“A big work with big ideas” – Opera News review

Risley, Orth and Harvey in Death and the Powers in Dallas

Risley, Orth and Harvey in Death and the Powers in Dallas

A pleasant surprise arrived in the mail this week: Opera News in its May 2014 issue gives the Dallas Opera’s production of Tod Machover’s “Death and the Powers” a glowing review. Writer Andrew Sigler praises the opera as “a big work with big ideas,” and notes that “Machover brings to bear his considerable technical prowess in the world of technology, as well as his deep sense of musical history,” to explore the premise of human consciousness merging with computer hardware.

Sigler writes that Robert Orth, in the role of Simon Powers, “embodied the character perfectly,” and praises Patricia Risley’s for giving a “smoky and sensual” performance and “real depth” to Evvy, Simon’s third and favorite wife. In the thrilling final scene, “Machover shows his operatic chops and Joélle Harvey’s Miranda all but steals the show.”

Read the full review here.


Reviews of “Death and the Powers” in Dallas

Nathan Hunsinger/Dallas Morning News Staff Photographer

Nathan Hunsinger/Dallas Morning News Staff Photographer

Congratulations to the cast, crew and incredible team that pulled off last night’s flawless opening night performance of the Dallas Opera’s production of “Death and the Powers”!! Much relief all around that the Operabots, moving walls and chandelier were all in splendid working order after three years in the warehouse.

Reviews are coming in! The Dallas Morning News’s morning-after review noted that the singers “get lines of remarkable naturalness, from speech-song to genuinely beautiful arias, duets and ensembles,” and said “it’s hard to imagine a finer performance, staged by Andrew Eggert and musically coordinated by conductor Nicole Paiement, with choreography by Karole Armitage. Both seen and video-processed, Robert Orth is a tour de force as Simon, his sinewy baritone faltering only in some low-ranging patches. Joélle Harvey and Patricia Risley sing radiantly as, respectively, Miranda and Evvy.” Continue reading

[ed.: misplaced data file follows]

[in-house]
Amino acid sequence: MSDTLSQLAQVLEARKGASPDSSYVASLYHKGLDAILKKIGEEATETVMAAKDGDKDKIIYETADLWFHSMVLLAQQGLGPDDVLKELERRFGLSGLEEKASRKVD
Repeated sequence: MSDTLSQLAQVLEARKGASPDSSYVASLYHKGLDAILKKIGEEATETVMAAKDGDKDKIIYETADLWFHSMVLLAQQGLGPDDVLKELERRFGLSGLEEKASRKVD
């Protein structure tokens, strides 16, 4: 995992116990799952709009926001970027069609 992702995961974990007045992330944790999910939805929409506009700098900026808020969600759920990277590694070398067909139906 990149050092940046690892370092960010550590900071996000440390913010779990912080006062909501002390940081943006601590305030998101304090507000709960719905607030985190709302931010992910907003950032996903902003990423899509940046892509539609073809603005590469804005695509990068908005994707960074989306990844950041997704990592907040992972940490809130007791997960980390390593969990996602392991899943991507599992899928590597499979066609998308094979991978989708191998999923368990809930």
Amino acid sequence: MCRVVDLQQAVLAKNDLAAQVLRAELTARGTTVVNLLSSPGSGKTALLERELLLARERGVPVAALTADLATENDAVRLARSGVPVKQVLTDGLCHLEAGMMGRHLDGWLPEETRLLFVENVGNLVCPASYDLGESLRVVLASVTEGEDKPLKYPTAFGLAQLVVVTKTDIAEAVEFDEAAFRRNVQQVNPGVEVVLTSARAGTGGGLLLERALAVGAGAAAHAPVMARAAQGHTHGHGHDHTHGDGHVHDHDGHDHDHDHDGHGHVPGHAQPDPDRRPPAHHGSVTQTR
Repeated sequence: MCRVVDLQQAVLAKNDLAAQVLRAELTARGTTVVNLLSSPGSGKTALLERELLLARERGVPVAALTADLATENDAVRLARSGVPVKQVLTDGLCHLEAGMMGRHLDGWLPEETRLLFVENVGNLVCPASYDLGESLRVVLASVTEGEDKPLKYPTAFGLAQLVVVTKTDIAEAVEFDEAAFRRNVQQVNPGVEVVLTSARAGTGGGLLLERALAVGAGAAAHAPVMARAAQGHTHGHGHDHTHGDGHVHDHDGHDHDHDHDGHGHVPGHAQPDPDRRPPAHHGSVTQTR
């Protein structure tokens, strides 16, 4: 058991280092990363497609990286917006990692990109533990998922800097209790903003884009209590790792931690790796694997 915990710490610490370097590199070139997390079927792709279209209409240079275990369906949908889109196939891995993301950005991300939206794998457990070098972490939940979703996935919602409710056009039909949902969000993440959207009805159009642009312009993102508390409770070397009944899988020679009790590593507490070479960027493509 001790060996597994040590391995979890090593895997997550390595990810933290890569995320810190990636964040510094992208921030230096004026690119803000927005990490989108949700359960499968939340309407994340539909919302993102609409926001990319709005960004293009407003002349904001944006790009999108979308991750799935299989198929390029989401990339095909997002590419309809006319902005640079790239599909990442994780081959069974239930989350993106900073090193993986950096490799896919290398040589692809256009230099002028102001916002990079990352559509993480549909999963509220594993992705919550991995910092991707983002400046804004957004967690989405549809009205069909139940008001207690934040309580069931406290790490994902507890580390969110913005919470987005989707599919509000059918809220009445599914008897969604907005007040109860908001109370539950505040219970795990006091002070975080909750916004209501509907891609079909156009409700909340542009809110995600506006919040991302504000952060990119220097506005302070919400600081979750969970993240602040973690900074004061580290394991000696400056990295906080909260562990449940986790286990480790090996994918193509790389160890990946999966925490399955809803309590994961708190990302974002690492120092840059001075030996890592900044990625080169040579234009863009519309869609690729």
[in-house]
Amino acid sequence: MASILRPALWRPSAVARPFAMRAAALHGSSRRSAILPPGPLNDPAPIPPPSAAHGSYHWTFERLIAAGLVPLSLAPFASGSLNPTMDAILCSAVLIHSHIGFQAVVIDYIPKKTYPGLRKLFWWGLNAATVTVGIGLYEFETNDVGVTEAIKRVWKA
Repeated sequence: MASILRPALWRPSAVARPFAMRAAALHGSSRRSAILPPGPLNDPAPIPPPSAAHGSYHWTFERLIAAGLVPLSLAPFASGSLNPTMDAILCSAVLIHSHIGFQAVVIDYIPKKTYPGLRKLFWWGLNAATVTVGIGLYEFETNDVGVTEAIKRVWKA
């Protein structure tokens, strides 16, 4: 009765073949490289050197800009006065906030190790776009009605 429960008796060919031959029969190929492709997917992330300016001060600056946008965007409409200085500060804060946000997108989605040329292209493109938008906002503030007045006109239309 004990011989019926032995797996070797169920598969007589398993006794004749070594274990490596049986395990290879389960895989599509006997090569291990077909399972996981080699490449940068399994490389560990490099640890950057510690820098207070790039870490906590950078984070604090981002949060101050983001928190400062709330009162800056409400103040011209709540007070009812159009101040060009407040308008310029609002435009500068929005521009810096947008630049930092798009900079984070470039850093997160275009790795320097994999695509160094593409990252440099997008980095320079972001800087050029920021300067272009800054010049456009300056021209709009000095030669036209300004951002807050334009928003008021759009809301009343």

21c Liederabend (Reviews)

Last week’s 21c Liederabend at the Brooklyn Academy of Music garnered some media attention. Here’s the New York Times’ review: A Wink Toward Tradition in a Modern Evening. Public radio station WNYC provided a preview and aired “Sophia’s Aria” from Tod Machover’s opera VALIS. Listen here: A Modern Liederabend.

This year’s 21c Lieberabend included a performance of “Miranda’s Aria” from “Death and the Powers,” performed by Sara Heaton, who performed the role in Boston and Chicago. Here’s a video of the original performance by Joélle Harvey in Monaco. She will return as Miranda in the Dallas Opera’s production next February.

The Scotsman reviews “Festival City”

“Festival City”, which received its world premiere on August 27th at Edinburgh’s Usher Hall, garnered a favorable notice in The Scotsman:

Machover’s new work – a moody soundscape combining recorded audio bites of Edinburgh with bristling, atmospheric live orchestral impressions, and created from material submitted over the internet – was anything but gimmicky. Driven by an underlying drone, suggestive of bagpipes, its success lay in the composer’s ability to mesh the electronic elements in such a way that distinguishing them was often impossible – bird calls intertwining with flute, strings, pre-recorded children’s voices as real as the instruments on stage.